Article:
Kildare mums Ruth Cahill and Eilís Moroney launch their book 'Our Baby has Sixty-Five Roses.' Photo: Lensmen Photography
'Our Baby has Sixty-Five Roses' is the title of a new book just launched this week by Kildare mums Eilís Moroney and Ruth Cahill to help explain cystic fibrosis (CF) to other children in an age-appropriate way.
“Sixty-Five Roses” is how children often first say the words “cystic fibrosis” and for Eilís and Ruth, who are both parents of children with CF, the book is about helping siblings and relatives better support the person with CF in their lives, while also giving comfort to parents at a very difficult and challenging time.
The book has been written by primary school teacher Eilís, with designer Ruth undertaking the artwork. Not only is the book for new parents and families, but is also aimed at friends, class-mates, cousins, pre-schools, primary schools, and hospitals.
It is being sold through Amazon for €11.99, and is also available to order from Cystic Fibrosis Ireland – visit www.cfireland.ie
The book, which was part-funded by Cystic Fibrosis Ireland, tells the story of a baby girl through the eyes of her big brother and his best friend, Baxter the dog.
The new-born infant has just been diagnosed with CF, and we read about the medications she has to take, the daily physiotherapy sessions, and the changes to her diet. We also get to know her friendly and caring medical team who protect her “Sixty-Five Roses”.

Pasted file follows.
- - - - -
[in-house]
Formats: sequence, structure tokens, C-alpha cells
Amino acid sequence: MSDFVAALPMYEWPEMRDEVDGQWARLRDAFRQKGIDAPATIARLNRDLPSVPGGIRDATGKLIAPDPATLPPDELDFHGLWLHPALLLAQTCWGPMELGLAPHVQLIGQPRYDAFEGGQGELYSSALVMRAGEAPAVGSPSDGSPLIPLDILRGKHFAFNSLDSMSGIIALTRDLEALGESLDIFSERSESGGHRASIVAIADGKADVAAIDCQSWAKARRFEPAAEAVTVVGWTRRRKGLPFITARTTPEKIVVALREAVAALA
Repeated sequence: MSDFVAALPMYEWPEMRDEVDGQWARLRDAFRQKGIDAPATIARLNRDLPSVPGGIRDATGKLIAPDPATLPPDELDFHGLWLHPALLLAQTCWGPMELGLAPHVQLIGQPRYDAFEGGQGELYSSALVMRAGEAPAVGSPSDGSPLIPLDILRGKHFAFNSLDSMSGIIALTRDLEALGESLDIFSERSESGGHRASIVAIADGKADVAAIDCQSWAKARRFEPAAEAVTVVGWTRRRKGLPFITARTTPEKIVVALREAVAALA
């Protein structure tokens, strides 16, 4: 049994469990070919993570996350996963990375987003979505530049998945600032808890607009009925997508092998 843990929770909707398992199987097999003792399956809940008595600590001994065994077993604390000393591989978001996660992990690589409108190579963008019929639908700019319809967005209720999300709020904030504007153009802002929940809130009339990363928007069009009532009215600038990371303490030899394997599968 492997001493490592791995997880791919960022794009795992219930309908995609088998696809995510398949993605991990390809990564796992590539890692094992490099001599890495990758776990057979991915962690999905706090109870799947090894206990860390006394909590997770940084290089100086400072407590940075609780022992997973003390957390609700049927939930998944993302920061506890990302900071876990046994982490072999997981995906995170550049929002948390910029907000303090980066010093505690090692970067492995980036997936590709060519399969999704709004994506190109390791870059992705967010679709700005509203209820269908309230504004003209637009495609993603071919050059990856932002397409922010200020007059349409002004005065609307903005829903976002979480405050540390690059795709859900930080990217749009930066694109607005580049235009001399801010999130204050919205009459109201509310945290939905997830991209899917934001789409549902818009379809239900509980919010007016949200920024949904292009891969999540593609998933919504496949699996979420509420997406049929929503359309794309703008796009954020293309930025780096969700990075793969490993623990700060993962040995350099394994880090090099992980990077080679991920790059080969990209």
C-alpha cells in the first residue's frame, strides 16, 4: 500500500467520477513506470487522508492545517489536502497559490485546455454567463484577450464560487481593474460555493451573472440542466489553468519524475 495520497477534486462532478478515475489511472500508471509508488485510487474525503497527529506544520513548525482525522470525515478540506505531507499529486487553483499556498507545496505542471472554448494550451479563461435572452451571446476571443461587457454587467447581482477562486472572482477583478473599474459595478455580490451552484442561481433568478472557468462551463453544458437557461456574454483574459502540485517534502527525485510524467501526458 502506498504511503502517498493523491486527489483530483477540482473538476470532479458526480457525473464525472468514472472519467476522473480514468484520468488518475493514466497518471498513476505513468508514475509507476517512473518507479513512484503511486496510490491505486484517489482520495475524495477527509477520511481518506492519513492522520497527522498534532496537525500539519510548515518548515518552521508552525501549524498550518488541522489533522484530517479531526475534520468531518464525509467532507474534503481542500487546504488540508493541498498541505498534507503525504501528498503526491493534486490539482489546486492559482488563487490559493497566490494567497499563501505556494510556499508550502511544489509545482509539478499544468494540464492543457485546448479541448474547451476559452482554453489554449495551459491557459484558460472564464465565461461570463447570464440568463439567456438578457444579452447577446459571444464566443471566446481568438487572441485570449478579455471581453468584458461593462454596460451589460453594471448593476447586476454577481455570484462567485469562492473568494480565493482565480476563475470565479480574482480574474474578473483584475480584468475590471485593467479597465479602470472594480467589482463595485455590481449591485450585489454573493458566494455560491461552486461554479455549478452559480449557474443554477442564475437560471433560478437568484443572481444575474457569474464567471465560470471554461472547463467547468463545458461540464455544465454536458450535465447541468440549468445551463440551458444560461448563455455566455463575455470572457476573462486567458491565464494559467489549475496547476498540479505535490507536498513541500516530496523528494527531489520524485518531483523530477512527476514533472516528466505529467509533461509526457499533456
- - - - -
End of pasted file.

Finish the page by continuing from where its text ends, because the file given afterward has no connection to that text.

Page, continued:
Latest figures from the Cystic Fibrosis Registry of Ireland show that there are almost 1,400 people living with CF in this country, with 47 cases recorded in County Kildare.
In fact, Ireland has the highest incidence of CF in the world for its population size, and some of the most severe types of the disease.
For Eilís Moroney, a native of Celbridge, the last eight months have been a huge learning curve:
“My beautiful daughter Aibhín was born last October. Being my first child, I didn’t think that her feeding and toilet habits were anything out of the ordinary – she drank a lot of milk and seemed to produce a lot of dirty nappies. But all that changed when I received a phone call from Tallaght Hospital, and I was asked to come back in with my daughter following which a diagnosis of CF was confirmed.
She said: “It hasn’t been an easy journey and I hope this book helps others to learn from our experience. The words and pictures gently explain a day in the life of a baby with CF, and offer ways in which the entire family can get involved with physiotherapy and ensuring germ control through hand-washing, and so on.
I hope that our book will go some way to help remove the paralyzing fear of a CF diagnosis for families and help people to see the bigger picture. Nobody should be defined by a medical condition that they may have.”
For Ruth Cahill, living in Maynooth, the book is about showing that there is more to life than CF:
“Both Eilís and myself have experienced our first-born child being given a CF diagnosis. Being a parent for the first time is hard enough and, with a CF diagnosis, it is even more challenging and scary. My own son, Harry, was diagnosed with CF in 2009 and for the first few years, I felt very lost. I yearned for the life that I dreamed my child would have, and, of course, the life that we as a family would have,"she said.
“But looking back, it is clear to me now that there is more to life than CF. We need to support our children in living their lives to the full and give that confidence to other parents. For those who might be overwhelmed with worry for their newly-diagnosed baby, we want them to know that they are not alone. With this book, we hope that families will realise the many wonderful talents, dreams and gifts that their children have to offer and will achieve.”